Make it only respond if a single key is pressed and not when banging the whole hand on the keyboard.
Good idea, I’ll see if it’s possible to detect multiple keypresses at the same time. What do you want it to do? BUZZ? Big “No!” or Red X?
Vince Panuccio commented
I hope this will be optional. I don't really care about how accurate my 3 month old son is at typing and I'm not trying to teach him how to just yet. I just want him to have a bit of fun.
Thats sounds good for older babies, my 7 month old LOVES Babysmash but cannot, at this stage point and press with one finger. So if you do add it, please make it optional.
I agree with Bob. If it's going to happen, make it an option...
I disagree. My son loved (and sometimes loves) to just smash away. It's Baby SMASH after all. However, he discovered in time (and with me and my wife showing him) that by pressing a single key, he can get the same result again and again. This thrilled him, and so he began to experiment. Now he generally carefully presses certain keys and calls out the letter. But sometimes he likes to just smash for the fun of it.
I can't help but wonder that if it would have recognized only the first key if he might not have gotten the impression that smashing all those keys made a "k" for example. Regardless, it's all a fairly minor thing. It's not meant to be the end all and be all of alphabet tutors nor a test of a kid's abilities. It's a fun thing they can do with a computer that won't harm the computer and lets them slowly understand the connection between what they're doing and how the computer responds.
If you do make this change, maybe make it an option?
Carrie Medine commented
You could have it say "OUCH to rough or something like that"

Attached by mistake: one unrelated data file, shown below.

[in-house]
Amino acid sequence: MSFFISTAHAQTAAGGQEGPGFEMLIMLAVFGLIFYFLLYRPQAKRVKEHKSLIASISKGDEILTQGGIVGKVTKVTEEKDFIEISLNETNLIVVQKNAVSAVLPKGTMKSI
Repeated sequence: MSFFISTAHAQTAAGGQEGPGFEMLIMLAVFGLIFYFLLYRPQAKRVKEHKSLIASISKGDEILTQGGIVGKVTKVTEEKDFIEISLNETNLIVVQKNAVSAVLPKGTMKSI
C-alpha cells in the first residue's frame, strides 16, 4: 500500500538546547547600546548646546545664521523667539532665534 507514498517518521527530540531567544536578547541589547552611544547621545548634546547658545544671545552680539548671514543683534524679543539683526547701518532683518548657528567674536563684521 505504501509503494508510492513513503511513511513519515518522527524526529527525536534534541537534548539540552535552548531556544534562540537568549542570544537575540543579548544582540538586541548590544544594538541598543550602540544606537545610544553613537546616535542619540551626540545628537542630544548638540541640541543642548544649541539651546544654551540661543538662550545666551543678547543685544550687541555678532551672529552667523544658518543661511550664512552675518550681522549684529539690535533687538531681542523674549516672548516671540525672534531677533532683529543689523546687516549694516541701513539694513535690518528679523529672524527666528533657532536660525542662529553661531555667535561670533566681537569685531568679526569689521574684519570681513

Nathan Johnstone commented
a simple way to do this is have a parameter in the options where you can set the millisecond delay between allowed key detections. I think pgauthier has the best proposal that would fulfil the request
Maybe have a penalty period where if the keys are smashed (however you decide to detect this), a sad face or something shows up, and the keys are locked, until the child stops smashing the keys, and the face turns happy and the user (whoops, child) can press keys again. That would not only discourage smashing, but they would actually learn not to do it (not the case for just ignoring smashed keys)
To add to pgauthier's idea, you could ignore any keys pressed within X ms and *adjacent* to the last key. For instance "ERTDGCVB" are all adjacent to F. That might better define smashing. This would allow for, say a baby to whack alternate keys on either side of the board.
Would a very small delay in the acceptance of key presses help the problem? I suspect that if 5 keys are "smashed" they are really being accepted fractions of a second apart in most cases. It might minimize the impact of "smashing" to throw out any keystrokes that are received in the next X ms after a key is pressed. This could be customizable by age. Just thinking aloud...
Brian Edomm commented
It shouldn't do anything. Any kind of feedback the baby gets will encourage the behaviour more. Depending on age... the baby doesn't care what happens when you press the keys, just that SOMETHING happens. For the older kids, who might benefit some kind of warning, I think a sound would be best. Perhaps something not as harsh as a buzz/ding, but obviously a "sad" sound.